As I discussed a few days ago, I am creating a series of loose, un-matted photographic prints for sale at my gallery, Fabrik Projects, located in Los Angeles.
One of the loose photographs that I have been thinking about making available at Fabrik Projects is the featured photograph above, Winter Field, JiaShan. This photograph has been a really popular contemporary landscape image on Bing Images since 2008, which I had not realized until I had made a Bing Image search and reported here. In fact I did a quick Bing Image search for the subject Contemporary Landscape Photography yesterday and sure enough, there was Winter Field, JiaShan again, now in the third row of images, down just a little bit from being the very first contemporary landscape photograph. I am still amazed by that.
In the past eleven years that Winter Field, JiaShan has been getting top billing on Bing I have not sold any prints of it, but then again, I have not make it available for sale either, or at least until now. So why is that? Up until recently, I was not sure how the urban landscape photograph of Eastern China fit within my artistic practice. Perhaps this body of work had to percolate a little bit longer than my other projects. This may be due to the fact that this body of photographs are a result of a non-photographic assignment that I completed in China. I did not travel to China specifically to work on a defined photographic project, but similar to a group of holiday photographs, I made these photographs because I was there. Repeatedly over three trips lasting a total of six weeks in a one year span.
Nevertheless, while in China I was both impressed and repelled by their rapid rural, urban and commercial transformations. As though China was trying to blot out their prior rural cultural history overnight. Also evident to me that in the process China was wiping-out vast amounts of social memory; homes and hutongs (neighborhoods) were being quickly destroyed and replaced by towering apartments or expansive industrial complexes. That is the essence of what I saw and what I attempted to capture.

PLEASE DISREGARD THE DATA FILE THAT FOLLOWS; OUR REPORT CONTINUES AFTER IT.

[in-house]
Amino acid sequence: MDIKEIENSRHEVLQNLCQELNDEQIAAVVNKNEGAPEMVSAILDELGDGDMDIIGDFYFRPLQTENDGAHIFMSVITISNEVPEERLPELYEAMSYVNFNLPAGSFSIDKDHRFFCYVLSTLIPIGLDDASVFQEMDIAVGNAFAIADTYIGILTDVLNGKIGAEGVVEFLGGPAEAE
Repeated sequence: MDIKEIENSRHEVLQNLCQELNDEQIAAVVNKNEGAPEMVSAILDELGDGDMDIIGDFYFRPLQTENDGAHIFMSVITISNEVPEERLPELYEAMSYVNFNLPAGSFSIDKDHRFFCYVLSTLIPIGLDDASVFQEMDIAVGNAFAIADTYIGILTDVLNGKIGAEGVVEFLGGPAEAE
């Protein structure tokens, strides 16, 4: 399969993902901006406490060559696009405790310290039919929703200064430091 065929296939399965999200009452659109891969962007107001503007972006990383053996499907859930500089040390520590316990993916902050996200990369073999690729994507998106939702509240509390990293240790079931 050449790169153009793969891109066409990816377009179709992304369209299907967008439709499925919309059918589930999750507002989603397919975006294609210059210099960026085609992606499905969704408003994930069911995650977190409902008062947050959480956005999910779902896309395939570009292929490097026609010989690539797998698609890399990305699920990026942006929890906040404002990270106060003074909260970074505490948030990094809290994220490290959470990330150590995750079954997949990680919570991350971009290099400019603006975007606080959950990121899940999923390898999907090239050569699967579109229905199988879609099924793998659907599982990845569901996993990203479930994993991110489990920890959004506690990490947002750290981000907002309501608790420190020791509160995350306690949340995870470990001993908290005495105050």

The working title for this photographic body of work from this series of trips: Wo Zhi KanKan, which the English equivalent is: I am Just Looking. This is a Mandarin (Chinese) statement that I learned upon arriving in China which came to my aid on various occasions. While walking about with my camera and confronted by an individual who asked me something (I don’t know what) while pointing to my camera; my response was “wo zhi kankan” while pointing at what I was talking a photograph of. That usually brought a smile, then a shrug and then they would walk away (probably did help that I was usually smiling while making this statement). I must have also appeared as an oddity, thus attacking some attention, as on my most of my trips out into the countryside for my assignment, I rarely saw any non-Chines individuals.
Thus, this personal project, Wo Zhi KanKan, is primarily about my gaze upon this changing rural and urban landscape. I was witnessing past communal memories being transformed into someone’s idea of cultural progress.
Winter Field, JiaShan will be available at Fabrik Projects beginning in September, 2019. The photograph is 13″ x 16″ on a 17″ x 22″ sheet, archival pigment print on Hahnemuhle Rag Pearl in an edition of 10. Let me know if you have any questions.
Featured photograph; Winter Field, JiaShan (Wo Zhi KanKan – I am just Looking) copyright 2008 Douglas Stockdale
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